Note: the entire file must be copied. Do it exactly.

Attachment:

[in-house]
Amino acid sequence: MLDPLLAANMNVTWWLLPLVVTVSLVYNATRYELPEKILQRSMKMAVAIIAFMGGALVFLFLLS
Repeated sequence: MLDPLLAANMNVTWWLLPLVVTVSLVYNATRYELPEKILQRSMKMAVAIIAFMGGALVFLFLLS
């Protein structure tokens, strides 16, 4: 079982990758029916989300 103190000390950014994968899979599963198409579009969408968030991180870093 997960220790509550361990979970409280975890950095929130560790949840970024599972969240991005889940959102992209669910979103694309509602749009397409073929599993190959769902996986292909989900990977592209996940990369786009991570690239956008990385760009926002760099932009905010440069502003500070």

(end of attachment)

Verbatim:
[in-house]
Amino acid sequence: MLDPLLAANMNVTWWLLPLVVTVSLVYNATRYELPEKILQRSMKMAVAIIAFMGGALVFLFLLS
Repeated sequence: MLDPLLAANMNVTWWLLPLVVTVSLVYNATRYELPEKILQRSMKMAVAIIAFMGGALVFLFLLS
């Protein structure tokens, strides 16, 4: 079982990758029916989300 103190000390950014994968899979599963198409579009969408968030991180870093 997960220790509550361990979970409280975890950095929130560790949840970024599972969240991005889940959102992209669910979103694309509602749009397409073929599993190959769902996986292909989900990977592209996940990369786009991570690239956008990385760009926002760099932009905010440069502003500070």